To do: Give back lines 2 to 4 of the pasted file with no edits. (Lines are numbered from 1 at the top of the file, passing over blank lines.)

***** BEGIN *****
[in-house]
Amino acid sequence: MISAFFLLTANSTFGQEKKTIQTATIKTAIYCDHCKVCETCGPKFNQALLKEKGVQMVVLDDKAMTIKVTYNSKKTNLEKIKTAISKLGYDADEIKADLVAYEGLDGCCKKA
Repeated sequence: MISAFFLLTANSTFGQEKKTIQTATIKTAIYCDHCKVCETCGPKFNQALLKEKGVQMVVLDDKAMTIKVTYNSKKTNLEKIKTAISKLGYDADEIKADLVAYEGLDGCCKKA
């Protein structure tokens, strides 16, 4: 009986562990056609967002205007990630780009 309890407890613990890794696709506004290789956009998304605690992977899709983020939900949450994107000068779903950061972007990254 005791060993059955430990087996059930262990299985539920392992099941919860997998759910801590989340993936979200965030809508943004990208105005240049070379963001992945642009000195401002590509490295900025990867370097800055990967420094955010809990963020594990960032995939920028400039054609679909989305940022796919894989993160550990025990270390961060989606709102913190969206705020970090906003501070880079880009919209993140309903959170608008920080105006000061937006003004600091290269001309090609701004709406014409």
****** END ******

Amino acid sequence: MISAFFLLTANSTFGQEKKTIQTATIKTAIYCDHCKVCETCGPKFNQALLKEKGVQMVVLDDKAMTIKVTYNSKKTNLEKIKTAISKLGYDADEIKADLVAYEGLDGCCKKA
Repeated sequence: MISAFFLLTANSTFGQEKKTIQTATIKTAIYCDHCKVCETCGPKFNQALLKEKGVQMVVLDDKAMTIKVTYNSKKTNLEKIKTAISKLGYDADEIKADLVAYEGLDGCCKKA
């Protein structure tokens, strides 16, 4: 009986562990056609967002205007990630780009 309890407890613990890794696709506004290789956009998304605690992977899709983020939900949450994107000068779903950061972007990254 005791060993059955430990087996059930262990299985539920392992099941919860997998759910801590989340993936979200965030809508943004990208105005240049070379963001992945642009000195401002590509490295900025990867370097800055990967420094955010809990963020594990960032995939920028400039054609679909989305940022796919894989993160550990025990270390961060989606709102913190969206705020970090906003501070880079880009919209993140309903959170608008920080105006000061937006003004600091290269001309090609701004709406014409």